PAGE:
Journalists enjoy certain protections for themselves and their sources under the laws of various countries. However, in Australia these protections are now challenged as some concerning laws relating to surveillance and national security have been passed. Sal Humphreys and Melissa de Zwart, both of The University of Adelaide, explore the new legislation affecting journalists, and journalists’ responses to it, in addition to considering the implications in the broader context.
One law to mention is the metadata retention law. It requires telecommunications providers to retain customer metadata for 2 years for law enforcement and security purposes. Journalists’ ability to assure confidentiality to their sources is at risk when security agencies access their metadata. By accessing it, security agencies can identify journalists’ contact for example with whistleblowers. Many of the whistleblower cases brought under this new legislation have been public servants exposing government incompetence or corruption, the authors write.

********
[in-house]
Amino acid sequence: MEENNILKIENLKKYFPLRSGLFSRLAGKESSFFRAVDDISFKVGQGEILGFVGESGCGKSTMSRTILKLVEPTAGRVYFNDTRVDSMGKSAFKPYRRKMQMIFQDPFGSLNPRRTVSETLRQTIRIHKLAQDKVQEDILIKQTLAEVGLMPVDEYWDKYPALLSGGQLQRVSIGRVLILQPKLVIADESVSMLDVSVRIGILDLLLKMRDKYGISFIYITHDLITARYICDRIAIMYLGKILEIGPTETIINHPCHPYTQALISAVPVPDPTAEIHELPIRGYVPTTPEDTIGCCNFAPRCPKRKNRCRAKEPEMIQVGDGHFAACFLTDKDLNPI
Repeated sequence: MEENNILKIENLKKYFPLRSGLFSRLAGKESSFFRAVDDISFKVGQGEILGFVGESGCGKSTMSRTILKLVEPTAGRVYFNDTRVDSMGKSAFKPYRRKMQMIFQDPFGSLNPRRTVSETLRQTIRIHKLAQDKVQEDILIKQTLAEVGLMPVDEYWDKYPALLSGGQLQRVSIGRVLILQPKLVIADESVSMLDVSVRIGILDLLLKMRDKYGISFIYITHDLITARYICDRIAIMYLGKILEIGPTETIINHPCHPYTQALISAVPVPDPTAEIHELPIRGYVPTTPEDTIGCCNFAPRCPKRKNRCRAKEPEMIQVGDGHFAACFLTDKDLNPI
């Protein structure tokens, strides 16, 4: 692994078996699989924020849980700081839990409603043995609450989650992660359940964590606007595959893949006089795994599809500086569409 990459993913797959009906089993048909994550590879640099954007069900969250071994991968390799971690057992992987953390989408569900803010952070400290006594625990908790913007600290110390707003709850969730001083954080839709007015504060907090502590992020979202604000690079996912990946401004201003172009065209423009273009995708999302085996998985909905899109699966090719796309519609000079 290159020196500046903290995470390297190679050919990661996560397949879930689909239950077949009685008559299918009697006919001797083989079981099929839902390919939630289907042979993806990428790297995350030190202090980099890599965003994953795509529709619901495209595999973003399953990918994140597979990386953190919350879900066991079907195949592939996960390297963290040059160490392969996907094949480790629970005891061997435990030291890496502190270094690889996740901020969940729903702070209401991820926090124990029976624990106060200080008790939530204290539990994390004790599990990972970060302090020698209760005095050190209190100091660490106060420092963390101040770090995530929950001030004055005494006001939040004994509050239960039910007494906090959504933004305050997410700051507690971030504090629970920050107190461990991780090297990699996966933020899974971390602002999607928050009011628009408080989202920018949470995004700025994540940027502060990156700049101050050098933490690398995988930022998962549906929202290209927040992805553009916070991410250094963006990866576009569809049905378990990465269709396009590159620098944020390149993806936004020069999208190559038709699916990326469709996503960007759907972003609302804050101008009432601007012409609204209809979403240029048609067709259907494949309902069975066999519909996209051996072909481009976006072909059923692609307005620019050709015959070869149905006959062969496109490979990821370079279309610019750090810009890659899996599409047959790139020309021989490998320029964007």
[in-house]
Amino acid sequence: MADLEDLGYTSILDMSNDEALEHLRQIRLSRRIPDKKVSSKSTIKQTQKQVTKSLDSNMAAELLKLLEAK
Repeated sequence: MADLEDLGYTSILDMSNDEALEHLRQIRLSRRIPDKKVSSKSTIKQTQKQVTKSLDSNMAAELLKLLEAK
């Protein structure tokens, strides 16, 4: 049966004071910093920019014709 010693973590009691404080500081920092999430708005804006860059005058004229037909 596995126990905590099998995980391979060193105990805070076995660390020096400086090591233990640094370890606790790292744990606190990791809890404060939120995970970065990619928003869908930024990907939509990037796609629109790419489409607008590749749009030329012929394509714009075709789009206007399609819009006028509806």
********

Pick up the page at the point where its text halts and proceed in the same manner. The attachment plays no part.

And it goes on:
As national security concerns prompt tighter regulation of reporting of security activities, government transparency and accountability appears to diminish, the authors argue.
The article “Data retention, journalist freedoms and whistleblowers” was published by Media International Australia. It is available here.
Picture: Secret by Wassim LOUMI, licence: CC BY-SA 2.0